All enzymes contain a protein backbone.
In some enzymes this is the only component in the structure. However there are
additional non-protein moieties usually present which may or may not participate
in the catalytic activity of the enzyme. Covalently attached carbohydrate groups
are commonly encountered structural features which often have no direct bearing
on the catalytic activity, although they may well effect an enzyme's stability
and solubility. Other factors often found are metal ions
(cofactors) and low molecular weight organic molecules
(coenzymes). These may be loosely or tightly bound by
noncovalent or covalent forces. They are often important constituents
contributing to both the activity and stability of the enzymes. This requirement
for cofactors and coenzymes must be recognised if the enzymes are to be used
efficiently and is particularly relevant in continuous processes where there may
be a tendency for them to become separated from an enzyme's protein moiety.
Enzymes are classified according the report of a Nomenclature Committee
appointed by the International Union of Biochemistry (1984). This enzyme
commission assigned each enzyme a recommended name and a 4-part distinguishing
number. It should be appreciated that some alternative names remain in such
common usage that they will be used, where appropriate, in this text. The enzyme
commission (EC) numbers divide enzymes into six main groups
according to the type of reaction catalysed:
which involve redox reactions in which hydrogen or oxygen atoms or electrons are
transferred between molecules. This extensive class includes the dehydrogenases
(hydride transfer), oxidases (electron transfer to molecular oxygen), oxygenases
(oxygen transfer from molecular oxygen) and peroxidases (electron transfer to
peroxide). For example: glucose oxidase (EC 126.96.36.199, systematic name, b-D-glucose:oxygen 1-oxidoreductase).
b-D-glucose + oxygen
D-glucono-1,5-lactone + hydrogen peroxide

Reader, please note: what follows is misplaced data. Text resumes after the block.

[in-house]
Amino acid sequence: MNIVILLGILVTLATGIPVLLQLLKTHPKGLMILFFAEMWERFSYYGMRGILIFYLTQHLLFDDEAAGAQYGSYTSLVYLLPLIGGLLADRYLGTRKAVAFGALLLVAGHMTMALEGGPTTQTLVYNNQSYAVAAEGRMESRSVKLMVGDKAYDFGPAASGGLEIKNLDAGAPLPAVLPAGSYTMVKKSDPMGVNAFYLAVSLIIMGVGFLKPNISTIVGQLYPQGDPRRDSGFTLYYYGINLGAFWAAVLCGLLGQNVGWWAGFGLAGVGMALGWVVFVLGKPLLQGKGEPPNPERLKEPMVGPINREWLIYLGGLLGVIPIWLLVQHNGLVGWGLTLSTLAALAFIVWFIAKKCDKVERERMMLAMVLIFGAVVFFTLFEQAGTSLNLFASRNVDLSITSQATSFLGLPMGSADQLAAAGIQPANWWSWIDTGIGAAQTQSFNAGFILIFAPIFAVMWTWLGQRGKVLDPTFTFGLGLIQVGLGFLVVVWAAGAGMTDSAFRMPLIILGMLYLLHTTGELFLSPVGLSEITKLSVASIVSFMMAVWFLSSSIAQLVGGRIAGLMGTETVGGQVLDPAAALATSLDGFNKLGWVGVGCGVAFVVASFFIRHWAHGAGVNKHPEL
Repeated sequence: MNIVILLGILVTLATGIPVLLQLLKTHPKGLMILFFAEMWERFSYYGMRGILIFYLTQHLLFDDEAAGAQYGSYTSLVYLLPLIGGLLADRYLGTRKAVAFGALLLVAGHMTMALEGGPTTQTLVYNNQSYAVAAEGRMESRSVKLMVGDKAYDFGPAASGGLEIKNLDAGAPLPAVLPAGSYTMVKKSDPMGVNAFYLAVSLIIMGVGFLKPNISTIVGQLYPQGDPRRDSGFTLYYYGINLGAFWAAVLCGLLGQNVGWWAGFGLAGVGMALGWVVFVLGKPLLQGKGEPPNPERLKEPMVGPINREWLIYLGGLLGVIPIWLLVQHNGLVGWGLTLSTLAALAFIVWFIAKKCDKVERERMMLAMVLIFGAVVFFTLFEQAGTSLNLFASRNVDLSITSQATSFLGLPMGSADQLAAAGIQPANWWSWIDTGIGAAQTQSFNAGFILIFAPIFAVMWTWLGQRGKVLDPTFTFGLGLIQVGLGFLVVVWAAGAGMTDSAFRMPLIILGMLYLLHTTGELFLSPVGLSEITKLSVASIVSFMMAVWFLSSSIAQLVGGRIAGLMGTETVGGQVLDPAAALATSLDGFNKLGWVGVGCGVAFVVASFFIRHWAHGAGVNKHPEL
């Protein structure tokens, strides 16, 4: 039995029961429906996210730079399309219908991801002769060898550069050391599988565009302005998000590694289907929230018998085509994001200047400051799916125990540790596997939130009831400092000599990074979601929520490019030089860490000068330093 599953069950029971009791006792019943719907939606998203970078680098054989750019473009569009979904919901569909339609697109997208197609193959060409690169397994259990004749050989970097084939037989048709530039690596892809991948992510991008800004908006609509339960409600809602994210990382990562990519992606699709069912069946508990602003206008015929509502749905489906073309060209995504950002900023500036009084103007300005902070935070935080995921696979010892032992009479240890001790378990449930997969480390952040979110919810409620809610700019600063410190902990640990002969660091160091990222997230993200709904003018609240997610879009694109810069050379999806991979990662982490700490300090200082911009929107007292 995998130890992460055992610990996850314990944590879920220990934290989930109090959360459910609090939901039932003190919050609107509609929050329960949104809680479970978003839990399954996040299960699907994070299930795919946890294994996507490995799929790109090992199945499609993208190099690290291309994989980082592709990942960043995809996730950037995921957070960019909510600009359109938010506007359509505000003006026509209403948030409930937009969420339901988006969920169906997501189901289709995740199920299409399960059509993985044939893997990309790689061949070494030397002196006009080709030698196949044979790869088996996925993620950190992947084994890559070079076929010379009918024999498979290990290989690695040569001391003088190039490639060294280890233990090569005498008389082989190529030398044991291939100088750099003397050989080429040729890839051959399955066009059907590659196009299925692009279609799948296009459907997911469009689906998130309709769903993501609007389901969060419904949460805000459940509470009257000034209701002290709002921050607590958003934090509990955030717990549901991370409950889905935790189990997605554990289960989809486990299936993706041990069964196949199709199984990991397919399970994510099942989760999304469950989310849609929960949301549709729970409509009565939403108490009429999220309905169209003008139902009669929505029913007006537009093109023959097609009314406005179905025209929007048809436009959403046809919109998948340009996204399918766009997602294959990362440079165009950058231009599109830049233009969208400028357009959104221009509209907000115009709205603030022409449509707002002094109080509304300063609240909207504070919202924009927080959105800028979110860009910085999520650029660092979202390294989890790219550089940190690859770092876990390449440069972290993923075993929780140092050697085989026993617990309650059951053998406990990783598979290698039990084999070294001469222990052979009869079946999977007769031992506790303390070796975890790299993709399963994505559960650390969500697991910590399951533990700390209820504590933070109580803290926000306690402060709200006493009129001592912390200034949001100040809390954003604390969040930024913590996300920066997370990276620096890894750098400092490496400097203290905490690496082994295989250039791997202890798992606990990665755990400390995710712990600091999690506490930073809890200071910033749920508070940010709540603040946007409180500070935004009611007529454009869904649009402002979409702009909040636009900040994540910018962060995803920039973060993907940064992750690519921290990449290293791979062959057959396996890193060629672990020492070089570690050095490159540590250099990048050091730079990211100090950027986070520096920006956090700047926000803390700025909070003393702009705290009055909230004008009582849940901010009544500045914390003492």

(2) Transferases which catalyse the transfer of
an atom or group of atoms (e.g., acyl-, alkyl- and glycosyl-), between two
molecules, but excluding such transfers as are classified in the other groups (e.g.
oxidoreductases and hydrolases). For example: aspartate aminotransferase (EC 188.8.131.52,
systematic name, L-aspartate:2-oxoglutarate aminotransferase; also called
glutamic-oxaloacetic transaminase or simply GOT).
L-aspartate + 2-oxoglutarate
oxaloacetate + L-glutamate
which involve hydrolytic reactions and their reversal. This is presently the
most commonly encountered class of enzymes within the field of enzyme technology
and includes the esterases, glycosidases, lipases and proteases. For example: chymosin (EC
184.108.40.206, no systematic name declared; also called rennin).
k-casein + water
+ caseino macropeptide
(4) Lyases which involve elimination
reactions in which a group of atoms is removed from the substrate. This includes
the aldolases, decarboxylases, dehydratases and some pectinases but does not
include hydrolases. For example: histidine ammonia-lyase (EC 220.127.116.11, systematic name, L-histidine
ammonia-lyase; also called histidase).
(5) Isomerases which
catalyse molecular isomerisations and includes the epimerases, racemases and
intramolecular transferases. For example: xylose isomerase (EC 18.104.22.168, systematic name,
D-xylose ketol-isomerase; commonly called glucose isomerase).
(6) Ligases, also known as synthetases, form a relatively small group of enzymes which involve the
formation of a covalent bond joining two molecules together, coupled with the
hydrolysis of a nucleoside triphosphate. For example: glutathione synthase (EC 22.214.171.124,
systematic name, g-L-glutamyl-L-cysteine:glycine ligase (ADP-forming);
also called glutathione synthetase).
ATP + g-L-glutamyl-L-cysteine
+ glycine ADP
+ phosphate + glutathione
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This page was established in 2004 and last updated by Martin
6 August, 2014